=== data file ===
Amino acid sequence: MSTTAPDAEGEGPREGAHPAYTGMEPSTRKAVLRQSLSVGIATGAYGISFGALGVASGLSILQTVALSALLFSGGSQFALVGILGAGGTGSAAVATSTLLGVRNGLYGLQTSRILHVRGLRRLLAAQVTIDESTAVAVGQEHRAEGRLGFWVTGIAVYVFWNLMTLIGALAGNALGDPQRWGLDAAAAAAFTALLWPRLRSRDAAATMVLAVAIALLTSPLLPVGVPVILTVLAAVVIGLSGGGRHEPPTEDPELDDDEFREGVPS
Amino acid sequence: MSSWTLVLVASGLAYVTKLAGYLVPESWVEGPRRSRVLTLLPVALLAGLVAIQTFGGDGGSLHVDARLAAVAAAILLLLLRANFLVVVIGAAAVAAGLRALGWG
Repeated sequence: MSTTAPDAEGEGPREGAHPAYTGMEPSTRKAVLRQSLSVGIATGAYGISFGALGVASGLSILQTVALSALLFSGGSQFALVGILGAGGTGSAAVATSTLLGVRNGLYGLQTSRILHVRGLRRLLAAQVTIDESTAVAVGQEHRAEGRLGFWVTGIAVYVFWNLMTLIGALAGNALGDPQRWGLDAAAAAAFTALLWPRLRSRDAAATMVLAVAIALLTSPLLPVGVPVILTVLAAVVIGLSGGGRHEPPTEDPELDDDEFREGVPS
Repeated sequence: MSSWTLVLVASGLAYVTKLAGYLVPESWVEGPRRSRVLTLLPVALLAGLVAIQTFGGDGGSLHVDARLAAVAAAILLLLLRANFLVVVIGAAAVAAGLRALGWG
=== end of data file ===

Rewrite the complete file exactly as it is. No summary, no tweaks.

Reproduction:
Amino acid sequence: MSTTAPDAEGEGPREGAHPAYTGMEPSTRKAVLRQSLSVGIATGAYGISFGALGVASGLSILQTVALSALLFSGGSQFALVGILGAGGTGSAAVATSTLLGVRNGLYGLQTSRILHVRGLRRLLAAQVTIDESTAVAVGQEHRAEGRLGFWVTGIAVYVFWNLMTLIGALAGNALGDPQRWGLDAAAAAAFTALLWPRLRSRDAAATMVLAVAIALLTSPLLPVGVPVILTVLAAVVIGLSGGGRHEPPTEDPELDDDEFREGVPS
Amino acid sequence: MSSWTLVLVASGLAYVTKLAGYLVPESWVEGPRRSRVLTLLPVALLAGLVAIQTFGGDGGSLHVDARLAAVAAAILLLLLRANFLVVVIGAAAVAAGLRALGWG
Repeated sequence: MSTTAPDAEGEGPREGAHPAYTGMEPSTRKAVLRQSLSVGIATGAYGISFGALGVASGLSILQTVALSALLFSGGSQFALVGILGAGGTGSAAVATSTLLGVRNGLYGLQTSRILHVRGLRRLLAAQVTIDESTAVAVGQEHRAEGRLGFWVTGIAVYVFWNLMTLIGALAGNALGDPQRWGLDAAAAAAFTALLWPRLRSRDAAATMVLAVAIALLTSPLLPVGVPVILTVLAAVVIGLSGGGRHEPPTEDPELDDDEFREGVPS
Repeated sequence: MSSWTLVLVASGLAYVTKLAGYLVPESWVEGPRRSRVLTLLPVALLAGLVAIQTFGGDGGSLHVDARLAAVAAAILLLLLRANFLVVVIGAAAVAAGLRALGWG